Storage interface 734, as with the other storage interfaces of data processing system 710, may connect to a standard computer readable medium for storage and/or retrieval of information, such as a fixed disk drive 744. Fixed disk drive 744 may be a part of data processing system 710 or may be separate and accessed through other interface systems. Modem 747 may provide a direct connection to a remote server via a telephone link or to the Internet via an internet service provider (ISP). Network interface 748 may provide a direct connection to a remote server via a direct network link to the Internet via a POP (point of presence). Network interface 748 may provide such connection using wireless techniques, including digital cellular telephone connection, Cellular Digital Packet Data (CDPD) connection, digital satellite data connection or the like.
Many other devices or subsystems (not shown) may be connected in a similar manner (e.g., bar code readers, document scanners, digital cameras and so on). Conversely, it is not necessary for all of the devices shown in
While particular embodiments of the present invention have been shown and described, it will be obvious to those skilled in the art that, based upon the teachings herein, changes and modifications may be made without departing from this invention and its broader aspects and, therefore, the appended claims are to encompass within their scope all such changes and modifications as are within the true spirit and scope of this invention. Furthermore, it is to be understood that the invention is solely defined by the appended claims.
The present invention is well adapted to attain the advantages mentioned as well as others inherent therein. While the present invention has been depicted, described, and is defined by reference to particular embodiments of the invention, such references do not imply a limitation on the invention, and no such limitation is to be inferred. The invention is capable of considerable modification, alteration, and equivalents in form and function, as will occur to those ordinarily skilled in the pertinent arts. The depicted and described embodiments are examples only, and are not exhaustive of the scope of the invention.
The foregoing detailed description has set forth various embodiments of the present invention via the use of block diagrams, flowcharts, and examples. It will be understood by those within the art that each block diagram component, flowchart step, operation and/or component illustrated by the use of examples can be implemented, individually and/or collectively, by a wide range of hardware, software, firmware, or any combination thereof.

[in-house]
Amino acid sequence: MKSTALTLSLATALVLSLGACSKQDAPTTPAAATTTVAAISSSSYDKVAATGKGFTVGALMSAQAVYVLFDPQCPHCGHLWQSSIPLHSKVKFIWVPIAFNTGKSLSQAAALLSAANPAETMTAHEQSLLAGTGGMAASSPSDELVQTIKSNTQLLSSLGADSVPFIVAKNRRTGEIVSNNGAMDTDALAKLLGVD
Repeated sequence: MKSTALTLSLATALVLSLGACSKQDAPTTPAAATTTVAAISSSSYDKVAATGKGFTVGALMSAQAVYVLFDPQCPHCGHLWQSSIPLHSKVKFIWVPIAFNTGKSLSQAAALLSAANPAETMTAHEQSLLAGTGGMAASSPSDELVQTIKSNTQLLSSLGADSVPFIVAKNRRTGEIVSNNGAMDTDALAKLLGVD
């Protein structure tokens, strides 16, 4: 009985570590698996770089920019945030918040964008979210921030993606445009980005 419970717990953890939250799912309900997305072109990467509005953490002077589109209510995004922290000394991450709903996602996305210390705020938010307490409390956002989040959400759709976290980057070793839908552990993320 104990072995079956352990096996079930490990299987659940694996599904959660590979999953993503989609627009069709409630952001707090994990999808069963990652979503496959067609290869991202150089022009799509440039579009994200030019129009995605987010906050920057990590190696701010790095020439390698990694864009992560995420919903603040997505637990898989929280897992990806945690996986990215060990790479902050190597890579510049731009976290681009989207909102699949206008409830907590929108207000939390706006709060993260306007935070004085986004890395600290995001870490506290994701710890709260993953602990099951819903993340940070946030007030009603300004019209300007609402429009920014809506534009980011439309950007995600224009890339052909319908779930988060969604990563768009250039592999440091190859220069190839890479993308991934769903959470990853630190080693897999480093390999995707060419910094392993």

The present invention has been described in the context of fully functional data processing system or computer systems; however, those skilled in the art will appreciate that the present invention is capable of being distributed as a program product in a variety of forms, and that the present invention applies equally regardless of the particular type of signal bearing media used to actually carry out the distribution. Examples of such signal bearing media include recordable media such as floppy disks and CD-ROM, transmission type media such as digital and analog communications links, as well as media storage and distribution systems developed in the future.
The above-discussed embodiments may be implemented using software modules which perform certain tasks. The software modules discussed herein may include script, batch, or other executable files. The software modules may be stored on a machine-readable or computer-readable storage medium such as a disk drive. Storage devices used for storing software modules in accordance with an embodiment of the invention may be magnetic floppy disks, hard disks, or optical discs such as CD-ROMs or CD-Rs, for example. A storage device used for storing firmware or hardware modules in accordance with an embodiment of the invention may also include a semiconductor-based memory, which may be permanently, removably or remotely coupled to a microprocessor/memory system. Thus, the modules may be stored within a computer system memory to configure the computer system to perform the functions of the module. Other new and various types of computer-readable storage media may be used to store the modules discussed herein.
The above description is intended to be illustrative of the invention and should not be taken to be limiting. Other embodiments within the scope of the present invention are possible. Those skilled in the art will readily implement the steps necessary to provide the structures and the methods disclosed herein, and will understand that the process parameters and sequence of steps are given by way of example only and can be varied to achieve the desired structure as well as modifications that are within the scope of the invention. Variations and modifications of the embodiments disclosed herein can be made based on the description set forth herein, without departing from the scope of the invention.
Consequently, the invention is intended to be limited only by the scope of the appended claims, giving full cognizance to equivalents in all respects.
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|U.S. Classification||1/1, 711/162, 707/E17.032, 707/999.204, 707/999.202, 707/999.201|
|Cooperative Classification||G06F17/30575, Y10S707/99952, Y10S707/99953, G06F17/30215, Y10S707/99955|
|European Classification||G06F17/30F8D3M, G06F17/30S7|
|Aug 24, 2007||AS||Assignment|